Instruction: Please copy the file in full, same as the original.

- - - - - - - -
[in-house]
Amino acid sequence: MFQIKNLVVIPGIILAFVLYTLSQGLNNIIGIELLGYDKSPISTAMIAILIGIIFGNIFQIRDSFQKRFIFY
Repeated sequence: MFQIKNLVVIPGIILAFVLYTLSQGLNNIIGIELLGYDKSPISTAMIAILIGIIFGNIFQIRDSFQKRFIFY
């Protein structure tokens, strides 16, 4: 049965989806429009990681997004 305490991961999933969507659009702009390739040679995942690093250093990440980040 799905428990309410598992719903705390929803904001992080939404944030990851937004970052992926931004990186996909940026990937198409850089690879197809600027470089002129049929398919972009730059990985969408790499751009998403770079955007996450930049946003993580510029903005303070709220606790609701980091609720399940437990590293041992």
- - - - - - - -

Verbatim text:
[in-house]
Amino acid sequence: MFQIKNLVVIPGIILAFVLYTLSQGLNNIIGIELLGYDKSPISTAMIAILIGIIFGNIFQIRDSFQKRFIFY
Repeated sequence: MFQIKNLVVIPGIILAFVLYTLSQGLNNIIGIELLGYDKSPISTAMIAILIGIIFGNIFQIRDSFQKRFIFY
């Protein structure tokens, strides 16, 4: 049965989806429009990681997004 305490991961999933969507659009702009390739040679995942690093250093990440980040 799905428990309410598992719903705390929803904001992080939404944030990851937004970052992926931004990186996909940026990937198409850089690879197809600027470089002129049929398919972009730059990985969408790499751009998403770079955007996450930049946003993580510029903005303070709220606790609701980091609720399940437990590293041992």